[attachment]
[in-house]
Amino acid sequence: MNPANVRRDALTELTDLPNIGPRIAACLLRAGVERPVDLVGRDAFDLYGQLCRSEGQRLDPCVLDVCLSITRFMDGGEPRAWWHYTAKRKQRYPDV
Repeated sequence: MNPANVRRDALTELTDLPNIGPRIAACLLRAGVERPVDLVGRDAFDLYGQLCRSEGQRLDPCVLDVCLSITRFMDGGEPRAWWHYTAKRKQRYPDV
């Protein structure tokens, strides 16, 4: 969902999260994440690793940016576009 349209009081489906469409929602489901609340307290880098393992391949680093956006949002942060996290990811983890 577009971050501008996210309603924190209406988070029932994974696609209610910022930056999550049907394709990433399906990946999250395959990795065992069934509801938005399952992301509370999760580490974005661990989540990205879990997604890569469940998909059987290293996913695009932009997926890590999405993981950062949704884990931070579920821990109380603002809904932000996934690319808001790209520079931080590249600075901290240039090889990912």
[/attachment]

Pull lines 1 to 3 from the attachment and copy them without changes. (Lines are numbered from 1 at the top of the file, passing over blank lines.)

[in-house]
Amino acid sequence: MNPANVRRDALTELTDLPNIGPRIAACLLRAGVERPVDLVGRDAFDLYGQLCRSEGQRLDPCVLDVCLSITRFMDGGEPRAWWHYTAKRKQRYPDV
Repeated sequence: MNPANVRRDALTELTDLPNIGPRIAACLLRAGVERPVDLVGRDAFDLYGQLCRSEGQRLDPCVLDVCLSITRFMDGGEPRAWWHYTAKRKQRYPDV